The threat, called JAVA_RHINO.AE by Trend Micro, arrives via infected websites, which means that potential victims won't notice anything amiss unless their security software detects it. It exploits a vulnerability in Java*.
Java is commonly found on both types of computer, which is interesting in itself. Its presence reduces the difference between a PC and a Mac by some way. There are, of course, other very significant similarities that I've mentioned before.
Here is the really interesting part, though. When it runs the threat determines whether it is running on a Mac or a PC and behaves differently depending on what it finds.
In the words of Trend Micro:
"Once it successfully exploits the said vulnerability, it drops and executes the following file:-----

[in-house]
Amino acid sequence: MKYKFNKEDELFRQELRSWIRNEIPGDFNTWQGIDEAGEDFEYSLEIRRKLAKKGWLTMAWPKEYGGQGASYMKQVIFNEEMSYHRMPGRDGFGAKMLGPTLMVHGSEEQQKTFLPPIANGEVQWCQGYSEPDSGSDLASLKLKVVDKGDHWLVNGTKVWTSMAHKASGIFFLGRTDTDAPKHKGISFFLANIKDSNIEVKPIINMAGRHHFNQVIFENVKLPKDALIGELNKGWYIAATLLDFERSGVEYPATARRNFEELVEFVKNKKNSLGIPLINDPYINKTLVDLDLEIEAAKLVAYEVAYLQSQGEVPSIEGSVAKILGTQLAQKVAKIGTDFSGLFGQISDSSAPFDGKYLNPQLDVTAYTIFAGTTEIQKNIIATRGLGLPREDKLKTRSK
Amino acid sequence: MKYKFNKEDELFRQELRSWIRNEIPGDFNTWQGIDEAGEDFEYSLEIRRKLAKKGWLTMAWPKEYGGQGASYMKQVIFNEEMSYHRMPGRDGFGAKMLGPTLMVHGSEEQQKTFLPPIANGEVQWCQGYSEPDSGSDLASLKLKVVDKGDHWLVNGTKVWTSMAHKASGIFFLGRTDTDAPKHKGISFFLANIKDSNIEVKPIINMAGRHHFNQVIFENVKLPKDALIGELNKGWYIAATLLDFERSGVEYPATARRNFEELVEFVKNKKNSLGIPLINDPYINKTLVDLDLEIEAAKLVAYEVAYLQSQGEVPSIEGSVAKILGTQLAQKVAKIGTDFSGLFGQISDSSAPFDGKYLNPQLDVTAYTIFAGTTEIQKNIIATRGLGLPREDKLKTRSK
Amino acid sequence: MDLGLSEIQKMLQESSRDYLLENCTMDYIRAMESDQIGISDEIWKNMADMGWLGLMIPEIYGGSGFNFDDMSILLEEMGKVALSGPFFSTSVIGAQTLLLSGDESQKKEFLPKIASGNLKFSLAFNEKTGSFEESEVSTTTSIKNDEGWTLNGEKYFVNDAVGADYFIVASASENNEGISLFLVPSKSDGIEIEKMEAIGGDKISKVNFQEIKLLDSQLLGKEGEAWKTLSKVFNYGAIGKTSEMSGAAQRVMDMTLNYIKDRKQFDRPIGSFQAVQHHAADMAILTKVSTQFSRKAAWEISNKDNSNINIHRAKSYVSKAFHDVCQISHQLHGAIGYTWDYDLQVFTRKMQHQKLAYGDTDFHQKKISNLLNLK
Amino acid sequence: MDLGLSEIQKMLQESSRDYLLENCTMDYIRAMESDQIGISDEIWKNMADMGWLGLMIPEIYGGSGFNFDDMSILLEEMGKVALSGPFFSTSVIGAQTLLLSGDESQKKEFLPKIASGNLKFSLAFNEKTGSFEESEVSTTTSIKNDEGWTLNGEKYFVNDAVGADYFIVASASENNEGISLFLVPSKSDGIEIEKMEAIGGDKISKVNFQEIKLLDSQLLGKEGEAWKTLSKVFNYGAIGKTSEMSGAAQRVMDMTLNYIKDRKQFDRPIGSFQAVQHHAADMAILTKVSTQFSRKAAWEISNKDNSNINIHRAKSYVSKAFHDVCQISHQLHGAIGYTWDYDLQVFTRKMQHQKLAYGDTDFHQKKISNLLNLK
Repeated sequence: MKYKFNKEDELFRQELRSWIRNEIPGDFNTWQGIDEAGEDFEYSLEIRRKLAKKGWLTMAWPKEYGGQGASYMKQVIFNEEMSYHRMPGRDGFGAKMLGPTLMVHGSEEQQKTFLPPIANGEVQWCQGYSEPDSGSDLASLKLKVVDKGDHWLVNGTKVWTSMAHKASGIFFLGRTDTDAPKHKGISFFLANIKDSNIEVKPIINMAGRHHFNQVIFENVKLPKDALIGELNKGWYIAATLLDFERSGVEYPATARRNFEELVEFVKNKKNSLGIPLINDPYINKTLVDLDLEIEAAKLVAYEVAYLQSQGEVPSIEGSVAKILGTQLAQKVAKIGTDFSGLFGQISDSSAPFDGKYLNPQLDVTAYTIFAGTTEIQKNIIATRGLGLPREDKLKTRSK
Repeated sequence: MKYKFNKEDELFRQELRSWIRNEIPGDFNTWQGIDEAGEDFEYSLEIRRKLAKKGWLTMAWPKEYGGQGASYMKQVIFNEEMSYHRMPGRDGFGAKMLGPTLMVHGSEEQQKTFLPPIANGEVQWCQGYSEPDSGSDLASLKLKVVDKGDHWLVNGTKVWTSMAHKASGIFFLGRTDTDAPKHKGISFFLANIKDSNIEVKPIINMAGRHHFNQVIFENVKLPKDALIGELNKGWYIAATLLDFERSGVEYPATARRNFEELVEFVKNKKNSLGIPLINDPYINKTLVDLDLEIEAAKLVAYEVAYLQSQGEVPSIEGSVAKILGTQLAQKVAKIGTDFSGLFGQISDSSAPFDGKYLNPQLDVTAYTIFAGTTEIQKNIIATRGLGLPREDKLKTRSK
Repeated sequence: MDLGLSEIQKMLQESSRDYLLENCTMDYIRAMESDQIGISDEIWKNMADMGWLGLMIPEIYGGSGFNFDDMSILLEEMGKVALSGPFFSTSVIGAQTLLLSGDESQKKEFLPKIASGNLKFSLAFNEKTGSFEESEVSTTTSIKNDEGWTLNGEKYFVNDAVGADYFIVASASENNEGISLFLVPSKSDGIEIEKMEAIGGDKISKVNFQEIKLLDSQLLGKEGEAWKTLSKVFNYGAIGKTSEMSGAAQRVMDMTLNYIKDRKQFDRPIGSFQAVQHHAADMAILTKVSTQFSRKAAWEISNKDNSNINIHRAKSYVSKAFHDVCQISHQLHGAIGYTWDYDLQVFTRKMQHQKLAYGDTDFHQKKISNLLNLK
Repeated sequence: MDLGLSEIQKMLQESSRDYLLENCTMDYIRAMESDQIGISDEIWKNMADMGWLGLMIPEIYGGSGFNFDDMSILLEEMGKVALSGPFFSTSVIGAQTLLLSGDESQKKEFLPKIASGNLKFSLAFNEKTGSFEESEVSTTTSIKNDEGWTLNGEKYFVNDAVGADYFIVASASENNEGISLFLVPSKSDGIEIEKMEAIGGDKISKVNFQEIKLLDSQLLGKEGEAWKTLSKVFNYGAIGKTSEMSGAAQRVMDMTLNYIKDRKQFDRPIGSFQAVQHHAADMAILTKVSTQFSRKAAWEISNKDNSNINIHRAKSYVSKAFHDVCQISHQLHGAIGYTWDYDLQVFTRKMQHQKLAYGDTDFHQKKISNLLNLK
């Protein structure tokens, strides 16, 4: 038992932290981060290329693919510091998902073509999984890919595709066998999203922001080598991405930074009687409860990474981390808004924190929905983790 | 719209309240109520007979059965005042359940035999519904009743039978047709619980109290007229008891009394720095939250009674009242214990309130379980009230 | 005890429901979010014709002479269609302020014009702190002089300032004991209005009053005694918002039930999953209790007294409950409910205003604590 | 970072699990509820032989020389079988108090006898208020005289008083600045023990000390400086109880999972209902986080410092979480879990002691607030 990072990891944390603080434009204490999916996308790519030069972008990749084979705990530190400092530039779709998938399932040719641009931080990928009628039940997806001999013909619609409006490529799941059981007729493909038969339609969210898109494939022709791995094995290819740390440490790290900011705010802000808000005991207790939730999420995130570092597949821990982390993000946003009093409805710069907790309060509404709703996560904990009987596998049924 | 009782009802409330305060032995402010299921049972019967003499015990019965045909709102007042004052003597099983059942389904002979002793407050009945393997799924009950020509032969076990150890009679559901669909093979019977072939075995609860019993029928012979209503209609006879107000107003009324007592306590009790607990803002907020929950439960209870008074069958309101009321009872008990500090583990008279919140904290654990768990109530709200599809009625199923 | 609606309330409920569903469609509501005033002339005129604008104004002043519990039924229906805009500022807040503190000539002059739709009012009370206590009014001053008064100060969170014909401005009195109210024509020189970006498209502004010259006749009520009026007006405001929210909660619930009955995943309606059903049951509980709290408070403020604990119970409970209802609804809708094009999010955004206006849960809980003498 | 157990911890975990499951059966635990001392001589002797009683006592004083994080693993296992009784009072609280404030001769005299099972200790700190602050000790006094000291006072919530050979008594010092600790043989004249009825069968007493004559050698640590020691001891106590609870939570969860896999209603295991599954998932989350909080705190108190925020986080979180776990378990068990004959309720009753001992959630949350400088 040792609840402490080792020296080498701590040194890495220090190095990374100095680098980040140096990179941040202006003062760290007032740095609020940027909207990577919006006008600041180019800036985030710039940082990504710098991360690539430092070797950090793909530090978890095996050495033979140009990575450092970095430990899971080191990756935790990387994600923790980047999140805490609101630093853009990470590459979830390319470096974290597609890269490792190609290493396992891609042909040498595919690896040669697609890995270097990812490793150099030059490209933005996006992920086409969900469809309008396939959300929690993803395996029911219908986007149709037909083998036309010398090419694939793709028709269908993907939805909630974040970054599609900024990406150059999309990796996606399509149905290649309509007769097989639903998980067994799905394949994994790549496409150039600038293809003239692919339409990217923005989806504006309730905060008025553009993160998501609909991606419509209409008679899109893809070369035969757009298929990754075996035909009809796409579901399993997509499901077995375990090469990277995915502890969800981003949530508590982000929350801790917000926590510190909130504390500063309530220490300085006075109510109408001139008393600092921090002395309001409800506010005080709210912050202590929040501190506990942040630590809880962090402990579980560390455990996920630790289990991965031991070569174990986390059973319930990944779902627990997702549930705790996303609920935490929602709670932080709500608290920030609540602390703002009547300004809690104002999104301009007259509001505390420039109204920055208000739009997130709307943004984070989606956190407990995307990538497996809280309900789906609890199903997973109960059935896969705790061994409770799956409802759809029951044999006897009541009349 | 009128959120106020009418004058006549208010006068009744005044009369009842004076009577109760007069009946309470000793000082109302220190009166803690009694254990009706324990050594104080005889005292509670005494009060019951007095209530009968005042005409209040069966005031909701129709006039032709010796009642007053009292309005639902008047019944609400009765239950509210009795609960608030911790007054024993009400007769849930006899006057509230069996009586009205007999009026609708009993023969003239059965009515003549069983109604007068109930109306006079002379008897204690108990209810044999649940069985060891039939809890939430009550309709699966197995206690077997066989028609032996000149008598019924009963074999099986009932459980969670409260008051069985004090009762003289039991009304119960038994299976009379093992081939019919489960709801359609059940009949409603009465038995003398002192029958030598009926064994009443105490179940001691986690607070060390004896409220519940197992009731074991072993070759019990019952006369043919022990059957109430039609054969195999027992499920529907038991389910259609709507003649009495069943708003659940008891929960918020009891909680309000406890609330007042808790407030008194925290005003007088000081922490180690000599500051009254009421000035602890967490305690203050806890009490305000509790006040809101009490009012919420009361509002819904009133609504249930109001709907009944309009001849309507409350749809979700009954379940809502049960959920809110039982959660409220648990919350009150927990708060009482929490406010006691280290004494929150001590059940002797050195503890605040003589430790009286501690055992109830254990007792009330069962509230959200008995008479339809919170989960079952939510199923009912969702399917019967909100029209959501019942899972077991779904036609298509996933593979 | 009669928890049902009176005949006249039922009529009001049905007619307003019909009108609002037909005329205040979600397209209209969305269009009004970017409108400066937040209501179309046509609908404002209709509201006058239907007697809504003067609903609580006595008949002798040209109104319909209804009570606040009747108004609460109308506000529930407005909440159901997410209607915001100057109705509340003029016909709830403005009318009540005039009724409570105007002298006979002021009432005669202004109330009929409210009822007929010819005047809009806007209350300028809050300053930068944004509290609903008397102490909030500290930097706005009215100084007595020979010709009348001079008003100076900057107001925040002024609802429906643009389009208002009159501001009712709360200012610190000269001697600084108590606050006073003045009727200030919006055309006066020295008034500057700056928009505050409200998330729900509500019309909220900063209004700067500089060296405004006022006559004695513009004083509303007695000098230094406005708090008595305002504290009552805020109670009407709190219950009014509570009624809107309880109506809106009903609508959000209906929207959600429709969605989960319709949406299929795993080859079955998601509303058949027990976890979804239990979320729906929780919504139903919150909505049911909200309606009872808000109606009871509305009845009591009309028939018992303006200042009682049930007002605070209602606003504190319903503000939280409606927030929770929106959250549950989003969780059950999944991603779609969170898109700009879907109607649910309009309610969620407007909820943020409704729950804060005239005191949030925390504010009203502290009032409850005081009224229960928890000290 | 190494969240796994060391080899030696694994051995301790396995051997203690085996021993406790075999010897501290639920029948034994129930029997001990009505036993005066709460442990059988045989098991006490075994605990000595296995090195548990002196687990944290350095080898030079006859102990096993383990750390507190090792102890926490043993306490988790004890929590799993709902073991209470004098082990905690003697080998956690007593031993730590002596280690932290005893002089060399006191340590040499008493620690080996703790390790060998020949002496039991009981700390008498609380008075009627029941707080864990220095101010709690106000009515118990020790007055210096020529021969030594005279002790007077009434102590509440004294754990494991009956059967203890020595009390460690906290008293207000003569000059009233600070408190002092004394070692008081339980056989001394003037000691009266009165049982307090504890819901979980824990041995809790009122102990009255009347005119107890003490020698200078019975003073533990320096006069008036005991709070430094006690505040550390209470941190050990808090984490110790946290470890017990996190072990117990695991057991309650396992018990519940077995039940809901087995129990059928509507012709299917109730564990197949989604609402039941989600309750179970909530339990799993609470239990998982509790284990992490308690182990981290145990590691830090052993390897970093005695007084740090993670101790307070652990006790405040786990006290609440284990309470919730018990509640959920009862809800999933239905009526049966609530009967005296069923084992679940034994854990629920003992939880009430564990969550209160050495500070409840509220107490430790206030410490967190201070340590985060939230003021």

- On Windows: %User Temp%\file.tmp - detected as TROJ_RHINO.AE
- On Mac OS X: /tmp/file.tmp - detected as OSX_RHINO.AE"
Related news: Security company AlienVault, which is investigating Mac malware at the moment, has found a new Trojan containing a relatively ancient Linux backdoor from 1999.
* UPDATE: I have just noticed that this vulnerability has been included in the Metasploit Framework since November 2011.
Ranked as 'Excellent' (which means that it works very reliably), the exploit is described thus:
"This module exploits a vulnerability in the Rhino Script Engine that can be used by a Java Applet to run arbitrary Java code outside of the sandbox. The vulnerability affects version 7 and version 6 update 27 and earlier, and should work on any browser that supports Java (for example: IE, Firefox, Google Chrome, etc)"